I enjoyed hearing all of the panelists discuss their food writing influences, including each other, and MP actually talked a fair amount about one of my other favorite books, Fast Food Nation by Eric Schlosser. He referred to the book as the starting point of tipping the public consciousness towards the current drive to make food production more sustainable. It’s a major example, as MP said, of a book that made people act differently by bringing a deeper awareness of industrial food systems and the many ways they are harmful to society. This happened for me when I read the book in college, then heard Eric Schlosser speak. Without even making a definitive conscious decision about it, I stopped eating fast food and haven’t touched it since then. No more Chicken McNuggets and no more Big Macs, (although I did stuff an entire mickey d’s cheeseburger in my mouth on tape for a game at work once. That shit took up so much room in my very small mouth, I couldn’t have swallowed it even if I wanted to.It’s amazing how it tasted exactly the same as the last hamburger I had like ten years ago. How do they do that? Oh right, there’s no variation because it’s not really food, just assembled chemically food product). Anyway.

I absolutely recommend reading both Fast Food Nation and Omnivore’s Dilemma if you’re interested in learning more about the industrial food system, which MP discussed a fair amount during the talk. To paraphrase his words, the goal of food policy in the U.S. over the past century has been to make food as cheap and accessible as possible. Our current reliance on processed ingredients and industrially produced food has been supported and encouraged as policy in order to produce cheap calories. And it’s been immensely successful – food is as cheap here as anywhere else in the world and that, in and of itself, is a good thing. However, this industrially processed food isn’t necessarily healthy to consume, nor is it sustainable for the environment. And that’s where things get complicated. It’s easy to look at numbers and cut costs in food production any way you can. It’s much harder to look at what you’re producing and how to make it healthy and sustainable and ethical. As MP said, quality is a much messier issue than quantity.

However, people are starting to think about these issues, and many of them have been made aware by Fast Food Nation and Omnivore’s Dilemma. In Michael’s opinion, food culture also changed when things started to go wrong with the food system that used to be largely invisible and behind the scenes. Mad cow disease. E.coli scares. The Jack-In-Th-Box food poisoning. In addition, eating and making decisions about food on a daily basis became a way for people to ‘vote with their fork’ and support certain methods of food production and avoid others, whether that was eating vegetarian, purchasing only organic chickens or maybe just buying a few more vegetables instead of TV dinners. As MP said, in a world full of hugely daunting problems like climate change and the current economic crisis, it’s easy to feel helpless in the face of these seemingly intractable problems. But you can make little choices every day, maybe to spend 15 cents more on organic apples, or reading a label to buy a loaf of bread without added corn syrup. It’s these choices that I’m trying to examine as a conscious foodie (I’m starting to hate that term already) or just a person who cares about food and its journey towards my mouth. Educating myself on these issues is a huge part of the process, as is doing more cooking (that’ll be another individually wrapped portion of the food politics discussion) and doing more writing (the final piece of pie in the dish).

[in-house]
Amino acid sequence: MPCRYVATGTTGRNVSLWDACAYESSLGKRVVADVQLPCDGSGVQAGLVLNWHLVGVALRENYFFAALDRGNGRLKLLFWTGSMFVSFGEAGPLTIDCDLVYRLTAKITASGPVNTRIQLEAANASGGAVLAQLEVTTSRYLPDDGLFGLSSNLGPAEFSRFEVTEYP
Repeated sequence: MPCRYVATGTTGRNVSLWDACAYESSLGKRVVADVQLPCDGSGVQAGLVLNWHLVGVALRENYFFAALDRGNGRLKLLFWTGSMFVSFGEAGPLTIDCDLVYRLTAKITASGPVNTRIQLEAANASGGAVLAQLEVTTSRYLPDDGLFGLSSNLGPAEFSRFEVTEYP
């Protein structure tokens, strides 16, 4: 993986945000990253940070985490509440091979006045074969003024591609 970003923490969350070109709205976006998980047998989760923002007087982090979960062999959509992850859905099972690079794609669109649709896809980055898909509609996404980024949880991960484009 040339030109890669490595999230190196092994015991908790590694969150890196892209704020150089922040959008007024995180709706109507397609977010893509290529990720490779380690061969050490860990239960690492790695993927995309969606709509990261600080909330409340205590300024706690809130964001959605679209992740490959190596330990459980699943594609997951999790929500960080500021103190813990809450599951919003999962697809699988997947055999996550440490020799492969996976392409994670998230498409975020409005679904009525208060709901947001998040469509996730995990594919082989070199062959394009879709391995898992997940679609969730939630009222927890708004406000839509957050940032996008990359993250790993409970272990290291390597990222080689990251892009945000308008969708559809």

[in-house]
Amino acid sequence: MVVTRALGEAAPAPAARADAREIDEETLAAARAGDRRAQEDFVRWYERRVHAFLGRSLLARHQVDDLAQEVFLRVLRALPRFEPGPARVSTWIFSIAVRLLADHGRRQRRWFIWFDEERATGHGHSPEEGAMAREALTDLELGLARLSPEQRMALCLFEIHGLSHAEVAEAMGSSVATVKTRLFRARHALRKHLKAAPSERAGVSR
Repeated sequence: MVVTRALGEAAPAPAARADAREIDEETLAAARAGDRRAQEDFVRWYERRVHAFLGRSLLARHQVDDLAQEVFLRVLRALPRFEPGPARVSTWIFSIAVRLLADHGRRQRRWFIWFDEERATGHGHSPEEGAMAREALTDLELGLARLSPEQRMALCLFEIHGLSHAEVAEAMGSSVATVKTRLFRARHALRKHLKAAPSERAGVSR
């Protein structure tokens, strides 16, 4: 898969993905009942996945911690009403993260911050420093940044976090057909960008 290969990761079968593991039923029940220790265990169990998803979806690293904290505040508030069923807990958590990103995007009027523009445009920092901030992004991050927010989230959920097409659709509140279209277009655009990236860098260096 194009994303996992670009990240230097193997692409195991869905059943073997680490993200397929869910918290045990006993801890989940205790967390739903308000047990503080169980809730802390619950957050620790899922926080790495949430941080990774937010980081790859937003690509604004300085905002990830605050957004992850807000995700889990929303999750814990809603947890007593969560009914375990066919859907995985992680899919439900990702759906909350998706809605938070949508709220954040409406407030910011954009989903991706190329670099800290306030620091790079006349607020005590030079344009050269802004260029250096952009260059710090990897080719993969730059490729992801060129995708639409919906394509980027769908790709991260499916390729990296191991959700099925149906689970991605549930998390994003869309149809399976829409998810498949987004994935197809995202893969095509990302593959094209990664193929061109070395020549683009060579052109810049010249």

Thanks for reading, if anyone managed to make it this far. I’m getting sick of the repetitive sound of my own voice inside my head too.  To finish things up, here are some handy links to the books I mentioned and others I think everyone should read:

Fast Food Nation, by Eric Schlosser

The Omnivore’s Dilemma: A Natural History of Four Meals, by Michael Pollan

In Defense of Food: An Eater’s Manifesto, by Michael Pollan

Food Matters: A Guide To Conscious Eating, by Mark Bittman

Here are some books and authors suggested by the panelists that I plan to read:

Food Politics, by Marion Nestle

Wendell Berry

M.F.K. Fisher

Francis Moore Lappe

Thanks to 826 Valencia, all the amazing panelists, Chris the moderator, Leif and Anthony the chefs, and everyone else who made this awesome night happen. MP, any time you want to grab a Big Mac, by which I mean scrape some sea salt off boulders and shoot a wild pig, give me a call.

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2 thoughts on “826, food politics, and i have an intellectual crush on Michael Pollan.

  1. Hannah says:

    Great blog and hope to have time soon to come back and read some more! xx

  2. Flinner says:

    Mei-dog! I’ve been reading your blog a bit and loving it. I am a huge Michael Pollan fan – try watching interviews with him and see how long he can go without saying “Boon”. Another book that I think you should check out is The Tao of Health Sex and Longevity by Daniel Reid, written in the 80’s but very prescient… (also his other books are legend but that’s his Omnivore’s Dilemma). It had a major impact on my eating habits (it’s OK to skip straight to the sex chapter but then you need to get on to eating!). Love you dude and hope to see you soon in Ghana! ps give yourself some extra days there to hang out with Flinner and Rootster and, you know, make the flight worthwhile xxx